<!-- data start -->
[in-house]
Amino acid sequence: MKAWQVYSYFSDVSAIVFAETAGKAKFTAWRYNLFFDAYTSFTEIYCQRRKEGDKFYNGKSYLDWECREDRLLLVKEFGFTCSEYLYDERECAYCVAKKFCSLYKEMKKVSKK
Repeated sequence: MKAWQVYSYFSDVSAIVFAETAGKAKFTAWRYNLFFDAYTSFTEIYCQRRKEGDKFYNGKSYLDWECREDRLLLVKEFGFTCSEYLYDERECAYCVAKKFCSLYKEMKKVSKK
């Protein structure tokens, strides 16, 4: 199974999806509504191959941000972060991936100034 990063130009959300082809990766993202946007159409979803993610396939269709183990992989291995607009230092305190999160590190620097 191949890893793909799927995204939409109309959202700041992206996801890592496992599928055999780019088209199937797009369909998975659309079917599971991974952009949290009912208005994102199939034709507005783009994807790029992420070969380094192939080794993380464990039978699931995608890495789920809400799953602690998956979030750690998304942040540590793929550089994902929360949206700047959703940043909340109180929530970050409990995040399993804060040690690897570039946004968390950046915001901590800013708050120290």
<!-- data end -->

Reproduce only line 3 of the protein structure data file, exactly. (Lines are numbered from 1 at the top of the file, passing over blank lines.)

Repeated sequence: MKAWQVYSYFSDVSAIVFAETAGKAKFTAWRYNLFFDAYTSFTEIYCQRRKEGDKFYNGKSYLDWECREDRLLLVKEFGFTCSEYLYDERECAYCVAKKFCSLYKEMKKVSKK